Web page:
Howard Weiss-Tisman

Reporter For Southern Vermont & The Connecticut River Valley

Howard Weiss-Tisman is VPR's reporter for Southern Vermont & the Connecticut River Valley. He worked at the Brattleboro Reformer for 11 years, reporting on most towns in the region and specializing on statewide issues including education, agriculture, energy and mental health. Howard received a BA in Journalism from University of Massachusetts. He filed his first story with VPR in September 2015.

Ways to Connect

The State Board of Education will consider four more proposed school district mergers at its January 19 meeting.

Howard Weiss-Tisman / VPR

Vermont has tried to keep up with the opiate crisis by offering services to those directly affected by addiction. But the parents and spouses of addicts face a lonely and confusing journey of their own.

Howard Weiss-Tisman / VPR

The roof is collapsing on Brattleboro's reluctance to make improvements to the town's fire and police facilities.

Howard Weiss-Tisman / VPR

Lawmakers are racing to make changes to the Act 46 spending cap to protect schools as they get ready to present their budgets to voters.

Howard Weiss-Tisman / VPR

Under the new Vermont Clean Water Law, cities and towns will be required to apply for a permit to verify that paved and unpaved roads are maintained to prevent stormwater runoff.

Howard Weiss-Tisman / VPR

It's hard to keep secrets in a place like Londonderry. In this small town of about 1,700, people tend to know each other's business, and so if you want to know where drugs are being sold Chad Stoddard is happy to show you.

Jeff Ellis

Vermont native Sophie Caldwell won a World Cup in Germany on Tuesday, becoming the first U.S. woman in history to win a World Cup in the cross-country skiing classic sprint.

Howard Weiss-Tisman / VPR

The towns in the Windham Southeast Supervisory Union will not be voting on school district mergers at town meeting.

But a vote might still be held before a July 1 deadline that gives the towns tax breaks under Act 46, the state's school district consolidation law.

Courtesy of Tom McNeill Photography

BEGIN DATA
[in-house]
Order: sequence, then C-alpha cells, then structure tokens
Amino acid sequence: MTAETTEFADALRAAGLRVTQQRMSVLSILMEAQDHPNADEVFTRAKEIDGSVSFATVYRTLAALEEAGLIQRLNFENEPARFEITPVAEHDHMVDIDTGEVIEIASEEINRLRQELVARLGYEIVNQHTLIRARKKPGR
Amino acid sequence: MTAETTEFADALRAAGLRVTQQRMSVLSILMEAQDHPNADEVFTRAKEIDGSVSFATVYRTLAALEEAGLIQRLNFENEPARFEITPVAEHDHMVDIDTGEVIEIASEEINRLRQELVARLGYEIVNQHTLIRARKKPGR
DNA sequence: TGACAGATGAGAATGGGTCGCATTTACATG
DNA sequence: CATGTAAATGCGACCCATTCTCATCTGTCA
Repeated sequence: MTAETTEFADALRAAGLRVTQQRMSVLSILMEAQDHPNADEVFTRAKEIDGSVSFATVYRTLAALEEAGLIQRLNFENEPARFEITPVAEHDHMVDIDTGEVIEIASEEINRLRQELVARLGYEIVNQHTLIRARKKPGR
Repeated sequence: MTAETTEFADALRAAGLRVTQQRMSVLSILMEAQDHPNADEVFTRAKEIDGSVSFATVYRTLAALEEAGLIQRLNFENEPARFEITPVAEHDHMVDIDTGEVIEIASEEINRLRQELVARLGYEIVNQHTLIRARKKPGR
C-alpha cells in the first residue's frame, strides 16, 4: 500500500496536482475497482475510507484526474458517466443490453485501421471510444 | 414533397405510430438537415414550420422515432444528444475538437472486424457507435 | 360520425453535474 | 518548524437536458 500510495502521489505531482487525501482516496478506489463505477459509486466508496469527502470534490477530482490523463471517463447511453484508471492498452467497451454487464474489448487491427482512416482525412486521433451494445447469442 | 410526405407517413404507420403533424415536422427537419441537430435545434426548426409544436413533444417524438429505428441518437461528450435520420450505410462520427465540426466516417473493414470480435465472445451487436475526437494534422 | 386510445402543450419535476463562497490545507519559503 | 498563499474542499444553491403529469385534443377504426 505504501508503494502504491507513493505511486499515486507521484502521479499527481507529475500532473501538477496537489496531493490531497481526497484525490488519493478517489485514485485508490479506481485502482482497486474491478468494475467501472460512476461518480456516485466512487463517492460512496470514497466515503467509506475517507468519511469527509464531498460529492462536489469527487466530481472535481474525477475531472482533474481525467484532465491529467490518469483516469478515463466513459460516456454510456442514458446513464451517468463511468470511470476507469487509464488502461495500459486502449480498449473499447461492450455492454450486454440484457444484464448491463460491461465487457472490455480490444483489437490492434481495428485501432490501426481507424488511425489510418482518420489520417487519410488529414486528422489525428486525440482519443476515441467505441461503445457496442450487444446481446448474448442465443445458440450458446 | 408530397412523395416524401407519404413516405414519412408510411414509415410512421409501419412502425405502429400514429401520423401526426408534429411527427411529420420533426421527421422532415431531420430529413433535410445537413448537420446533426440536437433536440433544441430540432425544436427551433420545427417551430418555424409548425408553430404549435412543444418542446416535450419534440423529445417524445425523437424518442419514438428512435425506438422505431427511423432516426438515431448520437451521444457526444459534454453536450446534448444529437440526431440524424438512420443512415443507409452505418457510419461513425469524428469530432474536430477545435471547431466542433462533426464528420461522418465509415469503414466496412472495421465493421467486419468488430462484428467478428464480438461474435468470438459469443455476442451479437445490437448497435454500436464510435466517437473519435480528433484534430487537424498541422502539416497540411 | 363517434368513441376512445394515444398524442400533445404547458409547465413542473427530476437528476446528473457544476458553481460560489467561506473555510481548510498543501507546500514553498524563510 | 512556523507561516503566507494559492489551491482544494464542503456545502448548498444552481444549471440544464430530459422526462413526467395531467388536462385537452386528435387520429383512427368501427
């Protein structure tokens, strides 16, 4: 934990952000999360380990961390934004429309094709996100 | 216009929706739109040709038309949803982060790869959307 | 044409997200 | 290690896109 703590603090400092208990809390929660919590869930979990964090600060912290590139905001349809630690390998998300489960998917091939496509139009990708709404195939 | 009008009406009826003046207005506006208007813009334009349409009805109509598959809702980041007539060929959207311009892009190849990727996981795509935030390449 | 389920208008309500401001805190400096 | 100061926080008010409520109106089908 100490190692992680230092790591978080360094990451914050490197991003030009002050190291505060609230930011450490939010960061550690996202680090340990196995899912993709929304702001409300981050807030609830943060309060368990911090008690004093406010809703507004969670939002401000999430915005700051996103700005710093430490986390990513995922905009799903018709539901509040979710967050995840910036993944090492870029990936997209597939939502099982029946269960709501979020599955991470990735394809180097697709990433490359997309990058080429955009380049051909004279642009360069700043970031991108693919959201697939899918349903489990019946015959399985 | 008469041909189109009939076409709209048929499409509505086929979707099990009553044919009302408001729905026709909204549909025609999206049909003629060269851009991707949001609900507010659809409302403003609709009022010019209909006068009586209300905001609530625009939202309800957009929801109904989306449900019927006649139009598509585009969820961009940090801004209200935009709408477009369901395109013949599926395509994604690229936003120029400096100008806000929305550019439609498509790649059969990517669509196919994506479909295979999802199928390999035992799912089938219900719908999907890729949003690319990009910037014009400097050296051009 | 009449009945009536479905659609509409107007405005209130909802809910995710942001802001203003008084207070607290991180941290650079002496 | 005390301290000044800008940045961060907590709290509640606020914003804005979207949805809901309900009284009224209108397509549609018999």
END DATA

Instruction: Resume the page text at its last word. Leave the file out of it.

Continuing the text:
Mt.  Ascutney Hospital could face federal sanctions after an unannounced site survey from the Centers of Medicare and Medicaid Services uncovered patient care and restraint issues.

Howard Weiss-Tisman / VPR

Members of the Rockingham Selectboard want more details on a proposed $23 million criminal justice center.

Bull Stockwell Allen / The Hermitage Club

A dispute between the owner of a private ski resort and the district Act 250 commission is coming to a head as the resort looks to obtain its environmental permits for further expansion.

Howard Weiss-Tisman / VPR file

Brattleboro started a sidewalk compost program five years ahead of Vermont's 2020 mandate, and the move is already saving the town money.

Howard Weiss-Tisman / VPR

The Quechee Community Church is closing, and the church building will be sold.

Howard Weiss-Tisman / VPR

One of Windham County's largest employers will stay in Vermont, after considering a relocation to New Hampshire.

Howard Weiss-Tisman / VPR

Road crews across the state are taking advantage of the warm days to catch up on projects they couldn't get done during the fall.

James Lyall / STAB

The town of West Windsor has purchased 468 acres of the former Ascutney Mountain Resort, thanks to local, state and national financial support. And the town is hoping the acquisition does much more than just open the land for recreation.

The spent nuclear fuel at Vermont Yankee is being stored in dry casks on the property in Vernon.
Vermont Yankee, Courtesy

The Nuclear Regulatory Commission is extending the period for public comment as it develops new rules on decommissioning nuclear reactors.

Howard Weiss-Tisman / VPR

Seven Windham County towns that have been used to receiving emergency planning money from Vermont Yankee will have to write budgets this year without that funding.

Courtesy of Anita Dunlap

After a six-month, $1.2 million renovation to the former United Church of Putney, the Next Stage Theater swung open its doors. The pews have been replaced with raised theater seating, the tin ceiling has been restored and the building is fully accessible.

Toby Talbot / AP file

The Public Service Board will open an investigation into noise complaints stemming from the Vermont Wind project in Sheffield.

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